The scholarship scheme and free - education enhanced such opportunities for the lesser privileged but deserving students from the rural areas. An islandwide survey of achievements by the Central College students at school and university levels plus the positions they hold in the various professional fields, has amply demonstrated the efficacy and success of the system.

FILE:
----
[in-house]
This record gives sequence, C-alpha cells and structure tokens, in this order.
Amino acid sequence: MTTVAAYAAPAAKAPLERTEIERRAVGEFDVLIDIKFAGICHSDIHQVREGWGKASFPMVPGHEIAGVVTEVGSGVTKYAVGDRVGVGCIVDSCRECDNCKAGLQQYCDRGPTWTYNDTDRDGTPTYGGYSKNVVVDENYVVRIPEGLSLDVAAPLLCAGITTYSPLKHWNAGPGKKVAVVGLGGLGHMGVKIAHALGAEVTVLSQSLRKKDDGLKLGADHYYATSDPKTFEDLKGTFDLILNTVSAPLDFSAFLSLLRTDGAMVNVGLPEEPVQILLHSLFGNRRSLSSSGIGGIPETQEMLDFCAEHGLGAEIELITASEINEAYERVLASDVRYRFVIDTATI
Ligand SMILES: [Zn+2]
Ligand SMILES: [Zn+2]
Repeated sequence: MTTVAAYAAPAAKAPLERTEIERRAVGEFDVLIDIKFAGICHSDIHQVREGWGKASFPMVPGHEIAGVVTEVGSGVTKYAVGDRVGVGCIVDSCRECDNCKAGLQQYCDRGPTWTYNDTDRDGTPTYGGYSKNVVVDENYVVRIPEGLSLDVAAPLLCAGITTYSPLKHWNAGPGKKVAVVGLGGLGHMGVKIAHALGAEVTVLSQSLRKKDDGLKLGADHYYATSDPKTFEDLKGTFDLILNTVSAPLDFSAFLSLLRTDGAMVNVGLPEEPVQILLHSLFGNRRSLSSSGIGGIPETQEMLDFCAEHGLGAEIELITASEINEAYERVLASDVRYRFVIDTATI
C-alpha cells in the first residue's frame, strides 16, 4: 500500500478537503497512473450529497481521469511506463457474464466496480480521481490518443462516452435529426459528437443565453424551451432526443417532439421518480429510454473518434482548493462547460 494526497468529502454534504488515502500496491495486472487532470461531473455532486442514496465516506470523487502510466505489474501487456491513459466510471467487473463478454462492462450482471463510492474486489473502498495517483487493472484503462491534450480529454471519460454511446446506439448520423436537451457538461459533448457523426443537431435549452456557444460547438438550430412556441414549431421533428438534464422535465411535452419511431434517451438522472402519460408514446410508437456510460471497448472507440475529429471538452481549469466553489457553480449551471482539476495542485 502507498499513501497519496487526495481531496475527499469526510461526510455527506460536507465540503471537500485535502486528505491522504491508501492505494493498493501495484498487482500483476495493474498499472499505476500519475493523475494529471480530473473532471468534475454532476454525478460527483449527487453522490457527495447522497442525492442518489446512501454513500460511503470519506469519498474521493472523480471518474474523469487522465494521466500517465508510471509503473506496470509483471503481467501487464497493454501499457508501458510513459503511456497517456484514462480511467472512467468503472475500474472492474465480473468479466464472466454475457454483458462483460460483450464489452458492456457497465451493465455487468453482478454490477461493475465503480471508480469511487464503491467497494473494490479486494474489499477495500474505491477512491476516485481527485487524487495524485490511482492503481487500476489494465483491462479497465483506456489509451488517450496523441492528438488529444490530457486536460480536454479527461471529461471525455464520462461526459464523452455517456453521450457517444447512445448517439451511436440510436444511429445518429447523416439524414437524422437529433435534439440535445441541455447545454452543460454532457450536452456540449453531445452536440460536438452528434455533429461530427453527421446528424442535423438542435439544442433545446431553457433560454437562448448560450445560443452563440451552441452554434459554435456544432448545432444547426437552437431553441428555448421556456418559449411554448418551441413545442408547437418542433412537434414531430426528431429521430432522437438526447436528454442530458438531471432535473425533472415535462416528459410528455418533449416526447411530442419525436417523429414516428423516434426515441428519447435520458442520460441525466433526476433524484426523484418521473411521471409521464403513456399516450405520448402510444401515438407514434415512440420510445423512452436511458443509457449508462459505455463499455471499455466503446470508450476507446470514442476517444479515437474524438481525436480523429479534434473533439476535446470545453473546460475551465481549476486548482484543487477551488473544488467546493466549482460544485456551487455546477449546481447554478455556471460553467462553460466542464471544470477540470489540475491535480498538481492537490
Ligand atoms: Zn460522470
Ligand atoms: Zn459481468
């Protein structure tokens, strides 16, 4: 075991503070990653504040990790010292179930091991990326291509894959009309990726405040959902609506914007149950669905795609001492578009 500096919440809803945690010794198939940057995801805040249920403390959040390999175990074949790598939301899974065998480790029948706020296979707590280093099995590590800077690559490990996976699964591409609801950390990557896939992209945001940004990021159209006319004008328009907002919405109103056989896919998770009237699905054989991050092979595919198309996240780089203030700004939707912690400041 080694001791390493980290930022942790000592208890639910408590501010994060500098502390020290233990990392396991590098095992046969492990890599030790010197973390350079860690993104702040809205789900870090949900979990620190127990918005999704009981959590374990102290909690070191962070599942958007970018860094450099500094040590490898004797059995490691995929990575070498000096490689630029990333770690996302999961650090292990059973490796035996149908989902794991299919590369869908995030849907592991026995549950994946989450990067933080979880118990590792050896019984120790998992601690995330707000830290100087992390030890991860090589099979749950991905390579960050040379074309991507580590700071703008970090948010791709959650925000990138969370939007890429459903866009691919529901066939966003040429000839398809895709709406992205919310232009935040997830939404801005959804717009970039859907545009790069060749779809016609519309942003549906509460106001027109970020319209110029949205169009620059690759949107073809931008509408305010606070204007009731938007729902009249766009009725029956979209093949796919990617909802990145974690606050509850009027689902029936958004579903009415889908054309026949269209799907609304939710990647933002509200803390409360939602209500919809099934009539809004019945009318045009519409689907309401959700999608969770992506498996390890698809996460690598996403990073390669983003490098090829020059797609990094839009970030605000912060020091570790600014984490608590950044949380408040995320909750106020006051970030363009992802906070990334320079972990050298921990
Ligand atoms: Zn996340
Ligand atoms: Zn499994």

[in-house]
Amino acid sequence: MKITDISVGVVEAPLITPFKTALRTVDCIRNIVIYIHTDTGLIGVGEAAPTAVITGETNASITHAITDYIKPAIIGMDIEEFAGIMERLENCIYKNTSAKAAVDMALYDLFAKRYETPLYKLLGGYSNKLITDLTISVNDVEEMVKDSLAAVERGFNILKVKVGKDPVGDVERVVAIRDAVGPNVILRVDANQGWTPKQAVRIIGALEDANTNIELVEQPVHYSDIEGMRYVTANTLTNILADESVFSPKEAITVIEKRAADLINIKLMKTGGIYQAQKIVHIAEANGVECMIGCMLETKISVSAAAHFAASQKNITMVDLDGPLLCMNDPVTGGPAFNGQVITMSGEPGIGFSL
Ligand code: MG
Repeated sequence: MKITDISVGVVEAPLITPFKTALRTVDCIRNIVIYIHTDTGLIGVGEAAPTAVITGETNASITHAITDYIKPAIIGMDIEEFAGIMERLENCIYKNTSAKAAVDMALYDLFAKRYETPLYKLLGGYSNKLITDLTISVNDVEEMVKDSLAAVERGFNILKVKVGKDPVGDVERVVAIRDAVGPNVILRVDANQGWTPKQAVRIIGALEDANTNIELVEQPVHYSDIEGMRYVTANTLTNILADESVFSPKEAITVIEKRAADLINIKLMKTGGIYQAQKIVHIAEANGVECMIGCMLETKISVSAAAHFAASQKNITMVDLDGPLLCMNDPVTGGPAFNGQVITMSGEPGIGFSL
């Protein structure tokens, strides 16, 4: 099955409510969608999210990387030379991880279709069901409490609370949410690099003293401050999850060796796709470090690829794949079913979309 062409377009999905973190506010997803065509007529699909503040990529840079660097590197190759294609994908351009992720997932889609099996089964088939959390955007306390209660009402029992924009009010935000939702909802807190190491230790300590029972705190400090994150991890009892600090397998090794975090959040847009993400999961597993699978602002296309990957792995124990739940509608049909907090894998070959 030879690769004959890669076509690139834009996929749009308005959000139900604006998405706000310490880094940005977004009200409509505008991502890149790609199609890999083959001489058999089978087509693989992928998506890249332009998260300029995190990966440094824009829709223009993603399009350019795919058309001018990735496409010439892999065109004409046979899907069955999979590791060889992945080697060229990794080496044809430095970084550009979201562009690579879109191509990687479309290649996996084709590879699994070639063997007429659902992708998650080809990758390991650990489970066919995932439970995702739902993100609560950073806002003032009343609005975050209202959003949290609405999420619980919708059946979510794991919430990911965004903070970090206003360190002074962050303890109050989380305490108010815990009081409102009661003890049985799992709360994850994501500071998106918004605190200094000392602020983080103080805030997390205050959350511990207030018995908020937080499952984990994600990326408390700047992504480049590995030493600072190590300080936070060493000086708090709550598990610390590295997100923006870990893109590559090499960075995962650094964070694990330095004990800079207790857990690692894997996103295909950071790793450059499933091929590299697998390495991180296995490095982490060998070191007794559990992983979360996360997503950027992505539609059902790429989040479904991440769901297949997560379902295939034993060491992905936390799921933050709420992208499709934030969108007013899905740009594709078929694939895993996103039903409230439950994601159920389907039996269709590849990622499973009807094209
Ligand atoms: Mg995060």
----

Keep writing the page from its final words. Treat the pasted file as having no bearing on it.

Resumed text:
With the introduction of free - education however there was naturally a clamour for admission to the newly established full-fledged Central schools. As was to be, political expediency motivated the then State Councillors to demand more Central Colleges for their respective districts. With the resulting expansion and other adjustment in the curriculum, there was a dilution in the original aims and objectives, to be achieved through a practical bias in education. The new emphasis was to model the Central College curriculum on the type of the urban English school, in the face of mounting pressure from the parent clientele. By 1947 - the year of free education - only 27 of the original 54 Central schools had the practical subject departments. In fact in 1951 the Kandyan Peasantry Commission in its observation deplored the complete absence of the agricultural bias in education. Still, for other reasons the popularity of the Central school continued to grow unabated during the fifties and early sixties. It was only a shift of emphasis in respect of the aims that had really taken place.